“This isn’t a stock market. This is a market of stocks.”
The quote above is a common phrase in Wall Street circles and it is absolutely true. You don’t have a stock market without the stocks. However, financial media will never present it that way. How many would read an article that says, “Individual Stocks Refuse to Participate in Broad Index Rally”? It is so much easier to click on headlines that read, “Market Rallies to All Time Highs” and, “S&P 500 at New Historic High”. After all, why let the facts get in the way of a good story? [thick sarcasm]
As curious investors, we need to know that the performance of stocks within an index is just as important as the performance of the index itself. And when the two don’t jive (this is called divergence), it is time to sit up and take notice. Now is one of those times. While the S&P 500 and DOW are making new historic highs (awesome!), the individual stocks within each index are not participating at the same pace (not awesome!). Less and less stocks are making new highs while the indexes themselves are at new highs. This is called a thinning (or stock pickers) market and could be a harbinger of a change in direction for the overall market. This is just a warning sign. Something to be aware of. We don’t need to take action… yet. We just need to be aware that things are not as they seem. This symptom can resolve itself with an increase in stock participation within this rally. If that happens, it means great things for the upward trajectory of the market. However, if this symptom does not resolve itself, any downturn in the market could be significant (a 10 to 30+% correction).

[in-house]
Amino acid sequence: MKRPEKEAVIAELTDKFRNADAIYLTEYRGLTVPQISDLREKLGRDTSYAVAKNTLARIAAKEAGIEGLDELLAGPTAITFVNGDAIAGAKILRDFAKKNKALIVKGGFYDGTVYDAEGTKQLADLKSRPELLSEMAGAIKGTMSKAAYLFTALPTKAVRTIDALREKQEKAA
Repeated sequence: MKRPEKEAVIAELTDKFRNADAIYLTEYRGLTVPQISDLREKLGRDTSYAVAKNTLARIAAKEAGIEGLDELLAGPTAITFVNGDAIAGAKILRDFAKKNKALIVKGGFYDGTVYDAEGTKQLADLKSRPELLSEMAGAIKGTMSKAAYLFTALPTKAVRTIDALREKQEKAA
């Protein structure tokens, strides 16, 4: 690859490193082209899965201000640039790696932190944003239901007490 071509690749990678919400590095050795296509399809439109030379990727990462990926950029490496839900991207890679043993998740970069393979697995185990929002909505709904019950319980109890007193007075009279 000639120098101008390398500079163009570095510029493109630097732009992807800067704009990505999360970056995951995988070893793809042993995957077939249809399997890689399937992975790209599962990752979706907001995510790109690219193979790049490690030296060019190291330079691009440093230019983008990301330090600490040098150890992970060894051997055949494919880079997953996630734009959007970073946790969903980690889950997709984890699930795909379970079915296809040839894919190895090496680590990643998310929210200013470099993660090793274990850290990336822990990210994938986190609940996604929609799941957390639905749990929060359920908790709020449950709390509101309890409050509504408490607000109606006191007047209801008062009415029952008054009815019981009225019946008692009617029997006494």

Now, on to the eye candy to show you what’s happening. The chart below is pretty simple. The line above is the percent of S&P 500 stocks that are above their 200 day moving average. Notice that a less and less percentage of stocks are above their 200 DMA. The line below is the S&P 500 itself. Price is at new highs. I’ve annotated (in 360 green) where past divergences have taken place. Notice the eventual reaction of the market. It doesn’t tell us when, but simply, that a resolution must take place. We’re taking notice as we weigh the evidence.
More posts coming. Check back soon.